Global warming is already changing rain and snow patterns and acidifying the oceans, all of which put a strain on ecosystems, scientists say.
(Related: "Warming May Spur Extinctions, Shortages, Conflicts, World Experts Warn" [April 6, 2007].)
Before any moves are made, however, rules need to be set for how plants and animals will colonize new lands across state or national boundaries, according to Thomas.
"Then we should proceed with a few [species movements] within the next ten years," Thomas said.
"Starting early means that existing populations are still large," he added. "It gets much harder to achieve once only a few individuals are surviving."
The endangered quino checkerspot butterfly "is a perfect candidate for assisted migration" to higher altitudes, said biologist and paper co-author Carmille Parmesan of the University of Texas in Austin.
The unaggressive butterfly is unlikely to overwhelm the plants it eats or crowd out other insects, Parmesan said.
"I wouldn't advocate moving them very far, as if you take a species completely out of it's evolutionary background it can become a huge pest in the new area," she added.
Corals are also ideal, since many species are at high risk and it's hard for them to change habitats quickly on their own.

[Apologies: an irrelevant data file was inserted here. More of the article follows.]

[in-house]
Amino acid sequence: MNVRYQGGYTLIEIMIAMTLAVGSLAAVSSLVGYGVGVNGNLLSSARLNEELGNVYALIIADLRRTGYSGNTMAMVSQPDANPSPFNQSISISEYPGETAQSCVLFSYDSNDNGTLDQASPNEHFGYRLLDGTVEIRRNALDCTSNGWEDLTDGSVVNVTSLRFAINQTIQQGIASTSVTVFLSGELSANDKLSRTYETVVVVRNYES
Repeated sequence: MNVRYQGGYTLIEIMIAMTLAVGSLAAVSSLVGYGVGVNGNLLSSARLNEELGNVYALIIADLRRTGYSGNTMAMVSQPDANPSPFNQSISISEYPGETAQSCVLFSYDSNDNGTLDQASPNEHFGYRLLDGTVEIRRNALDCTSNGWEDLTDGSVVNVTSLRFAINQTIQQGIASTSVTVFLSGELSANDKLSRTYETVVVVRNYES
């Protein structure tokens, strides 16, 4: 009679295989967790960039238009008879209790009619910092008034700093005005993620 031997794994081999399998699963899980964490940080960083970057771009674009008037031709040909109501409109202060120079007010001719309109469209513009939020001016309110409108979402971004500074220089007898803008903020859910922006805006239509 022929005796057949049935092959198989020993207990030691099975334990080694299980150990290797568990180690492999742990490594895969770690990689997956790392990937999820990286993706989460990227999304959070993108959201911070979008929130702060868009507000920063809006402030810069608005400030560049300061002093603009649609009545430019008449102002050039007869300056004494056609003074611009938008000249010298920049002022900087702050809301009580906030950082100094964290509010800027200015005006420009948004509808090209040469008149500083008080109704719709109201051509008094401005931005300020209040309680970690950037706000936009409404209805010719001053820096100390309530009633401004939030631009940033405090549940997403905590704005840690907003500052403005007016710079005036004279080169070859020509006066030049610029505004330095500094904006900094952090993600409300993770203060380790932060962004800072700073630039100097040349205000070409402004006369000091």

Placing concrete blocks on the seafloor could give corals a boost in new areas they weren't previously able to colonize, Parmesan said.
But some consider assisted colonization to be an extreme undertaking.
Patrick Gonzalez is a climate change scientist at the Arlington, Virginia-based conservation group the Nature Conservancy.
"We need to employ the range of potential adaptation strategies before considering assisted migration, which is a relatively drastic option of last resort," Gonzalez said.
These other strategies include creating wildlife refuges and corridors to connect patches of land, allowing animals to move freely between them.
(Read: "First Evidence That Wildlife Corridors Boost Biodiversity, Study Says" [September 1, 2006].)
Others say that the practice may favor preserving individual species over whole ecosystems.
Jason McLachlan, an ecologist at Notre Dame University in Indiana, has studied assisted colonization but was not a co-author of the new paper.
"Widespread imposition of assisted migration favors saving species at the expense of saving the natural processes that shape ecosystems and landscapes," McLachlan said.
While assisted migration may save some species, McLachlan said, "there are legal, ethical, aesthetic, and emotional dimensions to the native [plants and animals] of a place."
"We need to rethink conservation in a world that is changing," said Dov Sax of Brown University in Providence, Rhode Island, who studies invasive species.
Moving species to new locations will change or disrupt the existing ecosystems to some degree, Sax said.
"In many cases we can keep these disruptions from causing environmental catastrophes, but occasionally we'll get it wrong," he said.
"The real issue in my mind is whether we can keep the ratio of successes versus catastrophes high enough to make assisted migration worthwhile," he added. "I suspect that we can."
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